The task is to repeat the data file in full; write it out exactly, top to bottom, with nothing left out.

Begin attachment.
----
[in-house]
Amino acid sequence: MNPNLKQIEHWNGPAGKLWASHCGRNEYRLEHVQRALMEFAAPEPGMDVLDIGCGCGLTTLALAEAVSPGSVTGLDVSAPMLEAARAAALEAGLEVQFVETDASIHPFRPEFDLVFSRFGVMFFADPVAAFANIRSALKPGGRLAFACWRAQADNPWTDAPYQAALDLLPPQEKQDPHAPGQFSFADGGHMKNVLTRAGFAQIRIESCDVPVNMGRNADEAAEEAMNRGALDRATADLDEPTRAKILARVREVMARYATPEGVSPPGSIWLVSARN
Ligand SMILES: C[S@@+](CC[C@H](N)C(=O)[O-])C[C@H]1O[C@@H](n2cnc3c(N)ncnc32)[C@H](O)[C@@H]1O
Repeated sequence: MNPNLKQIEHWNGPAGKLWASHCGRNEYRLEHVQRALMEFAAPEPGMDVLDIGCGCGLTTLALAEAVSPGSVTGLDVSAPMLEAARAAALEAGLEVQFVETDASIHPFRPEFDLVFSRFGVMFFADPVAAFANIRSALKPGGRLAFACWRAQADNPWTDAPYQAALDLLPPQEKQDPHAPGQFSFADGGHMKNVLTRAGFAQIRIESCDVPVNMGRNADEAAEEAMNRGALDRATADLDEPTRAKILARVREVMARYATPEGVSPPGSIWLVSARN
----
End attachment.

[in-house]
Amino acid sequence: MNPNLKQIEHWNGPAGKLWASHCGRNEYRLEHVQRALMEFAAPEPGMDVLDIGCGCGLTTLALAEAVSPGSVTGLDVSAPMLEAARAAALEAGLEVQFVETDASIHPFRPEFDLVFSRFGVMFFADPVAAFANIRSALKPGGRLAFACWRAQADNPWTDAPYQAALDLLPPQEKQDPHAPGQFSFADGGHMKNVLTRAGFAQIRIESCDVPVNMGRNADEAAEEAMNRGALDRATADLDEPTRAKILARVREVMARYATPEGVSPPGSIWLVSARN
Ligand SMILES: C[S@@+](CC[C@H](N)C(=O)[O-])C[C@H]1O[C@@H](n2cnc3c(N)ncnc32)[C@H](O)[C@@H]1O
Repeated sequence: MNPNLKQIEHWNGPAGKLWASHCGRNEYRLEHVQRALMEFAAPEPGMDVLDIGCGCGLTTLALAEAVSPGSVTGLDVSAPMLEAARAAALEAGLEVQFVETDASIHPFRPEFDLVFSRFGVMFFADPVAAFANIRSALKPGGRLAFACWRAQADNPWTDAPYQAALDLLPPQEKQDPHAPGQFSFADGGHMKNVLTRAGFAQIRIESCDVPVNMGRNADEAAEEAMNRGALDRATADLDEPTRAKILARVREVMARYATPEGVSPPGSIWLVSARN